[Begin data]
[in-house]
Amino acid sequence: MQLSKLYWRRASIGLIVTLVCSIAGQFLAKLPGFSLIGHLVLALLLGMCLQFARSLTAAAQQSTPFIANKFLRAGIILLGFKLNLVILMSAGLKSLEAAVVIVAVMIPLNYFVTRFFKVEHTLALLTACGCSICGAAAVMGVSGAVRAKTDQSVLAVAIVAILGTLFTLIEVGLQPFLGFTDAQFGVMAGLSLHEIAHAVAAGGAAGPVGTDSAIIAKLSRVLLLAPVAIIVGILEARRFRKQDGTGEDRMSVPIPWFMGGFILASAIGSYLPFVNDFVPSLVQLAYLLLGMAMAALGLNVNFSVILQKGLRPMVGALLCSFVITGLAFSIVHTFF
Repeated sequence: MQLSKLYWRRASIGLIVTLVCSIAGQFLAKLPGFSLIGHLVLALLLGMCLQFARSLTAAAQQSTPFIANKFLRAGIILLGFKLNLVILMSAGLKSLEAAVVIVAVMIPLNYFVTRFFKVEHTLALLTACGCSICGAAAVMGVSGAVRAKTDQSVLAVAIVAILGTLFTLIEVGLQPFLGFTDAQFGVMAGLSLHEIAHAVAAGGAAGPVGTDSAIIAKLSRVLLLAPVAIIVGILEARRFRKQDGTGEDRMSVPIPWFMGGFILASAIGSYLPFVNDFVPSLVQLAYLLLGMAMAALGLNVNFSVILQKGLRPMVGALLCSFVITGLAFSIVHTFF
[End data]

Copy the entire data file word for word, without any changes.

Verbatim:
[in-house]
Amino acid sequence: MQLSKLYWRRASIGLIVTLVCSIAGQFLAKLPGFSLIGHLVLALLLGMCLQFARSLTAAAQQSTPFIANKFLRAGIILLGFKLNLVILMSAGLKSLEAAVVIVAVMIPLNYFVTRFFKVEHTLALLTACGCSICGAAAVMGVSGAVRAKTDQSVLAVAIVAILGTLFTLIEVGLQPFLGFTDAQFGVMAGLSLHEIAHAVAAGGAAGPVGTDSAIIAKLSRVLLLAPVAIIVGILEARRFRKQDGTGEDRMSVPIPWFMGGFILASAIGSYLPFVNDFVPSLVQLAYLLLGMAMAALGLNVNFSVILQKGLRPMVGALLCSFVITGLAFSIVHTFF
Repeated sequence: MQLSKLYWRRASIGLIVTLVCSIAGQFLAKLPGFSLIGHLVLALLLGMCLQFARSLTAAAQQSTPFIANKFLRAGIILLGFKLNLVILMSAGLKSLEAAVVIVAVMIPLNYFVTRFFKVEHTLALLTACGCSICGAAAVMGVSGAVRAKTDQSVLAVAIVAILGTLFTLIEVGLQPFLGFTDAQFGVMAGLSLHEIAHAVAAGGAAGPVGTDSAIIAKLSRVLLLAPVAIIVGILEARRFRKQDGTGEDRMSVPIPWFMGGFILASAIGSYLPFVNDFVPSLVQLAYLLLGMAMAALGLNVNFSVILQKGLRPMVGALLCSFVITGLAFSIVHTFF